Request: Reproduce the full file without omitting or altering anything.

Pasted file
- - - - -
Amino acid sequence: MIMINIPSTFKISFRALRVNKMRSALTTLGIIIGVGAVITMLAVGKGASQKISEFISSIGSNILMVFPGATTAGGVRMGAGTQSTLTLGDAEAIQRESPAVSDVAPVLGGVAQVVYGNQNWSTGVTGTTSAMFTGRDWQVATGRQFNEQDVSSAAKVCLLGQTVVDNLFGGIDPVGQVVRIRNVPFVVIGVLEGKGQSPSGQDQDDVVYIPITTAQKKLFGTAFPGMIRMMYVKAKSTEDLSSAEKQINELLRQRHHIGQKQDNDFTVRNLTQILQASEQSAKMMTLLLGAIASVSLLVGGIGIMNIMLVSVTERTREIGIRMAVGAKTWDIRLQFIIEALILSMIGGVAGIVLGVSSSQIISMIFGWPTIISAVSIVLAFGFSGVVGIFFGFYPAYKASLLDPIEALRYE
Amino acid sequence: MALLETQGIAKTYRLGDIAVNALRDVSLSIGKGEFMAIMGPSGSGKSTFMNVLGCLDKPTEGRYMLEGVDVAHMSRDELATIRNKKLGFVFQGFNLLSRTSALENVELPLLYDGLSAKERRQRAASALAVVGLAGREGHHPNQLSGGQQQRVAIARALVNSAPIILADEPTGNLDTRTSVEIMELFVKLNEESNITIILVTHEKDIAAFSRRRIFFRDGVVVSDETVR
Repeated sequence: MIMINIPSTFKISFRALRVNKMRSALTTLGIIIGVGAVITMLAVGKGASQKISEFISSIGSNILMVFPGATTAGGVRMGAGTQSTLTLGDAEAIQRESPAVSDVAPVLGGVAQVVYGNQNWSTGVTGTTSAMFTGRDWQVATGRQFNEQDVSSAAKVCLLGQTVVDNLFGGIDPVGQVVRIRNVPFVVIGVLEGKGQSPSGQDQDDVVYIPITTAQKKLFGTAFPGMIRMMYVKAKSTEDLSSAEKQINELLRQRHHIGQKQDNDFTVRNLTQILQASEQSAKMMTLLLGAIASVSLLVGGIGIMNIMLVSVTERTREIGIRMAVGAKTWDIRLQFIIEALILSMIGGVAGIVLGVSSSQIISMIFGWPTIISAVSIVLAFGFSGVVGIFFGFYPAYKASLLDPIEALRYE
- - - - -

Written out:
Amino acid sequence: MIMINIPSTFKISFRALRVNKMRSALTTLGIIIGVGAVITMLAVGKGASQKISEFISSIGSNILMVFPGATTAGGVRMGAGTQSTLTLGDAEAIQRESPAVSDVAPVLGGVAQVVYGNQNWSTGVTGTTSAMFTGRDWQVATGRQFNEQDVSSAAKVCLLGQTVVDNLFGGIDPVGQVVRIRNVPFVVIGVLEGKGQSPSGQDQDDVVYIPITTAQKKLFGTAFPGMIRMMYVKAKSTEDLSSAEKQINELLRQRHHIGQKQDNDFTVRNLTQILQASEQSAKMMTLLLGAIASVSLLVGGIGIMNIMLVSVTERTREIGIRMAVGAKTWDIRLQFIIEALILSMIGGVAGIVLGVSSSQIISMIFGWPTIISAVSIVLAFGFSGVVGIFFGFYPAYKASLLDPIEALRYE
Amino acid sequence: MALLETQGIAKTYRLGDIAVNALRDVSLSIGKGEFMAIMGPSGSGKSTFMNVLGCLDKPTEGRYMLEGVDVAHMSRDELATIRNKKLGFVFQGFNLLSRTSALENVELPLLYDGLSAKERRQRAASALAVVGLAGREGHHPNQLSGGQQQRVAIARALVNSAPIILADEPTGNLDTRTSVEIMELFVKLNEESNITIILVTHEKDIAAFSRRRIFFRDGVVVSDETVR
Repeated sequence: MIMINIPSTFKISFRALRVNKMRSALTTLGIIIGVGAVITMLAVGKGASQKISEFISSIGSNILMVFPGATTAGGVRMGAGTQSTLTLGDAEAIQRESPAVSDVAPVLGGVAQVVYGNQNWSTGVTGTTSAMFTGRDWQVATGRQFNEQDVSSAAKVCLLGQTVVDNLFGGIDPVGQVVRIRNVPFVVIGVLEGKGQSPSGQDQDDVVYIPITTAQKKLFGTAFPGMIRMMYVKAKSTEDLSSAEKQINELLRQRHHIGQKQDNDFTVRNLTQILQASEQSAKMMTLLLGAIASVSLLVGGIGIMNIMLVSVTERTREIGIRMAVGAKTWDIRLQFIIEALILSMIGGVAGIVLGVSSSQIISMIFGWPTIISAVSIVLAFGFSGVVGIFFGFYPAYKASLLDPIEALRYE